The long wait is finally over as Tom Cruise finally returns to the celluloid to reprise his epic role of the enigmatic IMF agent Ethan Hunt. The brilliance of Mission: Impossible III was marred by the infamous sacking of Tom Cruise by Paramount's owner and movie mogul Sumner Redstone, who blamed Cruise's bizarre sofa-hopping TV antics, and intransigent support of Scientology for movie's relatively poor show at the box office that resulted in losses of up to £75million in revenue. The sordid incident ensured that the wait for the next installment of the franchise had to be a long one. The half a decade lull that ensued saw Cruise's career sunk to a new nadir with movies like Lions for Lambs (2007), Valkyrie (2008), and Knight and Day (2010) failing to impress at the box office, while his contemporaries and coevals continued to tumble records at the box office, attaining new heights of fame and stardom. It is indeed ironic that Cruise's most impressive show in this interim has been his well-disguised cameo in Ben Stiller's Tropic Thunder (2008) in which he plays a the foul-mouthed, hot-headed, half-bald studio executive. But, every coin has the other part that completes the picture. While the things have been going a bit rough on the professional front, Cruise's personal life has finally been witnessing a much needed sense of calmness and stability. Such stability on the personal front can often lift a person's morale providing him with a sense of rejuvenation that can help him fare well in all the facets of life. Tom Cruise's rejuvenated self is pretty much apparent in the latest installment of the MI franchise, Mission: Impossible Ghost Protocol.
Ghost Protocol takes the viewer on a roller coaster of a ride from Moscow to Dubai, all the way to Mumbai, never allowing a breathing space, keeping him on the edge of the seat throughout. MI GP is indeed the quintessential action extravaganza that the ardent lovers of the genre perpetually anticipate to devour upon in order to satiate their ever growing hunger for unremitting action and adventure. Ethan Hunt is back in all his glory with some newly added dimensions to his old daredevilry that had established him as the greatest contemporary to Ian Fleming's larger than life human incarnate. As seen with Bond in Casino Royale, the key men behind the MI franchise have made conscious efforts to make the caricature of Hunt more vulnerable to danger and crises, and hence more human. MI GP delivers everything that an action-movie lover craves for: suspense, intrigue, passion, daredevilry, razzmatazz, and much more. The adrenaline filled action is well complemented by the dazzle of the geeky gadgets on display and it is this synergy that makes MI GP an incredibly sublime experience. The tremendous reputation that the high octane franchise carries meant the newly appointed director Brad Birdmostly renowned for his animation flicks The Incredibles and Ratatouillehad his work cut out for him. Brad Bird has indeed been up to the task and has lived well to the expectations of Cruise and the entire production team led by J.J. Adams, who directed the third movie of the series back in 2006. Mission: Impossible Ghost Protocol is packed with a plethora of action sequences that includes a shootout in Budapest, an escape sequence from a Moscow Jail, a sandstorm chase in Dubai, and a classic brawl in an automated parking garage in Mumbai. However, the sequence that stands out is the one in which Tom Cruise climbs the tallest building in the world, Burj Khalifa by clinging to it from the outside using suction gloves, giving the Spiderman a run for his money.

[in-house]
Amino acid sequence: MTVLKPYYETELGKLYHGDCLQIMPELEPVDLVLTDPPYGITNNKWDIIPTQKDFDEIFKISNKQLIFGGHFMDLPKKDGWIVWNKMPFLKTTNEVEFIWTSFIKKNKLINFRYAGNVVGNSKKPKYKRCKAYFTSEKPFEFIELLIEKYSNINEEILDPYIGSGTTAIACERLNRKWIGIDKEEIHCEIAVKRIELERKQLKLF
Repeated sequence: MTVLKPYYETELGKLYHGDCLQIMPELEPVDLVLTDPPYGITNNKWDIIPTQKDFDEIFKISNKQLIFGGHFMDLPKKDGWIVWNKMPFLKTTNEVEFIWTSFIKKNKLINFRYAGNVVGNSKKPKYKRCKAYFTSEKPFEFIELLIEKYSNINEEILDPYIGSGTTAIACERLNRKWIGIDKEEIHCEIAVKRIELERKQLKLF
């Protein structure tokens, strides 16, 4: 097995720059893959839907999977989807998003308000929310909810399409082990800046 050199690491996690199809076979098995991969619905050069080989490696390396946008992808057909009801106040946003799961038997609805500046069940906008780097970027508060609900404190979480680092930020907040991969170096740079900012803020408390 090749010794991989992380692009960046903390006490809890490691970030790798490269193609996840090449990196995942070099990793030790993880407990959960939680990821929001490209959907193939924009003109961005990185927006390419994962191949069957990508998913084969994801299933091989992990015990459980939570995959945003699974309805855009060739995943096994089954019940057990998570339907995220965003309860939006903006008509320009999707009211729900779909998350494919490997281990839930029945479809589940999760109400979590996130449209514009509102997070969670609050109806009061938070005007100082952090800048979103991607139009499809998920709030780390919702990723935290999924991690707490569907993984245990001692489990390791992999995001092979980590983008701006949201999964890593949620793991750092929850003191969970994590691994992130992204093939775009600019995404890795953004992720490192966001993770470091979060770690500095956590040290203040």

After the splendidly executed siege of the Vatican in the third installment, Ethan and his IMF team are on the lookout for some classified information pertaining to a Russian extremist Kurt Hendricks, which takes their quest to Kremlin. The covert mission goes awry as their plan is sabotaged by the personal intervention of Hendricks, which turns the tables on Cruise and his team rendering them sequestered and helpless. The questionable events that unfold at Kremlin, forces the US President to invoke the Ghost Protocol leading to the disavowal of IMF. Ethan and his team, which includes the computer geek Benji Dunn (Simon Pegg), agents Jane Carter (Paula Patton) and William Brandt (Jeremy Renner), despite their severe handicap are the only hope left at preventing the diabolical duo of Hendricks and his stalwart Wistrom from fulfilling their demonic mission of global destruction through a nuclear war. Simon Pegg as Benji is spot on with his persiflage, and his nonchalance adds a much needed levity to the otherwise tense plot. Paula Patton as Jane Carter is a treat to the sore eyes: her imperial gait, upright posture, predatory agility, dusky complexion, steamy mystique, athletic built, curvaceous figure, and apparent haughtiness make her an object of envy for males and females alike. Her ethereal presence undoubtedly leaves a lasting impression on the viewer. The introduction of Jeremy Renner as William Brandt adds another layer of intrigue to the plot of MI GP. Brandt's enigmatic part allows Renner to depict a wide array of emotions that his previous roles couldn't offer. The over-hyped inclusion of veteran Indian actor Anil Kapoor in the MI GP cast is undoubtedly movie's greatest disappointment, especially from the perspective of Indian cineastes, as the actor fails to make an impression during his ephemeral performance.
Overall, MI GP has managed to raise the bar for the Action genre. Indian movie-makers, who have recently started to delve into the genre, can look to take a note or two out of MI GP in order to iron out the usual glitches. Despite the occasional lack of coherence in the plot, MI GP works quite well at almost all the levels and promises to be a great entertainment. 8/10